January 17th, 2009

Turning Worms?

Posted in The Job - General by 200

Is the worm turning in terms of sentencing guidelines, specifically in relation to burglary?

The Lord Chief Justice, Lord Judge, has ordered courts to dish out more prison sentences for burglars, particularly those who transgress new guidelines.

His Judgeship has said that courts should recognise the serious consequences on victims who suffer intrusion in their homes no matter how little is stolen as the home should be “our safest refuge“. He said “The principle which must be grasped is that when we speak of dwelling house burglary we are considering not only an offence against property, which it is, but also, and often more alarmingly and distressingly, an offence against the person.”

In 2007, of the 25,547 burglars sentenced by courts, only 9,237 received a prison sentence & one in six received just a caution.

Of course we’ve heard all this before but we’ve never really see anyone doing anything about it. It will be interesting to see if the courts take any notice. They’ve been told that if any of the following factors are present in a burglary offence then a prison sentence should be expected.

  • Force used on, or threatened against the victim
  • Trauma to the victim beyond the normal consequences of intrusion and theft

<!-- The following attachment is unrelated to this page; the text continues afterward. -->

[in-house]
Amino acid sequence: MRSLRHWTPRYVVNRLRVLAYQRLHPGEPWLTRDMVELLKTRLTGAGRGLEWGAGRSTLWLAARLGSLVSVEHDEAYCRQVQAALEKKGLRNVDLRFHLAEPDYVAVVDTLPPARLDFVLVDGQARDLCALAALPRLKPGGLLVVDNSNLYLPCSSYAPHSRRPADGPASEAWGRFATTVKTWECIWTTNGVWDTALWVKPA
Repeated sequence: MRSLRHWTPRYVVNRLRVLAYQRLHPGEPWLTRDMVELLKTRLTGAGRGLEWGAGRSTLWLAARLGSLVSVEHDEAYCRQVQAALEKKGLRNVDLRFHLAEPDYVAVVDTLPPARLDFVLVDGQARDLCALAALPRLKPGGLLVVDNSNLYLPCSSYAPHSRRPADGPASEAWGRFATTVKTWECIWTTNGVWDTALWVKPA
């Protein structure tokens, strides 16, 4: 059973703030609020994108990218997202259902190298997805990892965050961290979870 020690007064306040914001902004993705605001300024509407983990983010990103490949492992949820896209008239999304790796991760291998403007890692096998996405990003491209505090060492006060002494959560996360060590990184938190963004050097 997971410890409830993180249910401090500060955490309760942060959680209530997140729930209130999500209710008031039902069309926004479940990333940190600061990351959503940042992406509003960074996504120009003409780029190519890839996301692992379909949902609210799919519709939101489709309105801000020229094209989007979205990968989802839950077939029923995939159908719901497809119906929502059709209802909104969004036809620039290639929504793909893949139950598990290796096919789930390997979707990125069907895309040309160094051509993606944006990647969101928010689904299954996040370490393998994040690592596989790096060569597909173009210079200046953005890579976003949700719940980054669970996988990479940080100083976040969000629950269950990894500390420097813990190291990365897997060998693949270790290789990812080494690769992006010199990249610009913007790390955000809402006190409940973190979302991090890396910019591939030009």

• Premeditation, professional planning and organisation
  • Vandalism of the premises
  • Deliberate targeting of any vulnerable victim
  • The presence of the occupier at home
  • Theft of, or damage to property of high economic or sentimental value

So there we have it.

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  1. Weary says:

    Billy Burglar laughs at the Police. I would too if I were in their position. When we finally link them to a job that’s an absolute stone bonker, we invite them to TIC (taken into consideration) the rest of their jobs. For those of a non-Police persuasion, that means we ask the courts for permission to stay in Police custody for a few days whilst they get driven round their local area pointing out places they’ve burgled. They suffer no additional penalty for these crimes. The Force lives this because when they admit all these burglaries, all of these crimes are detected and our figures improve massively. Billy Burglar gets a breath of fresh air and all the McDonalds meals he can comfortably ingest, rather than sitting in a 10″ by 5″ chamber pot in prison. The victim gets nothing. Naturally, whilst the offender is being driven round by three detectives, they’re not actually catching bad boys or doing anything positive. I once pointed all this out to a Detective Inspector who was very keen on the whole TIC thing. He suggested that victims felt better because it often happens that victims suspect that family members are responsible for the burglaries and that TIC’s prove that this is not the case. I pointed out, respectfully, that this is complete b*llocks and that on the occasions when relatives of mine had suffered burglaries, it wasn’t my impression that they thought I had broken into their houses – they thought burglars had done it. I was then invited to step outside for a harsh talk about my disrespectful attitude.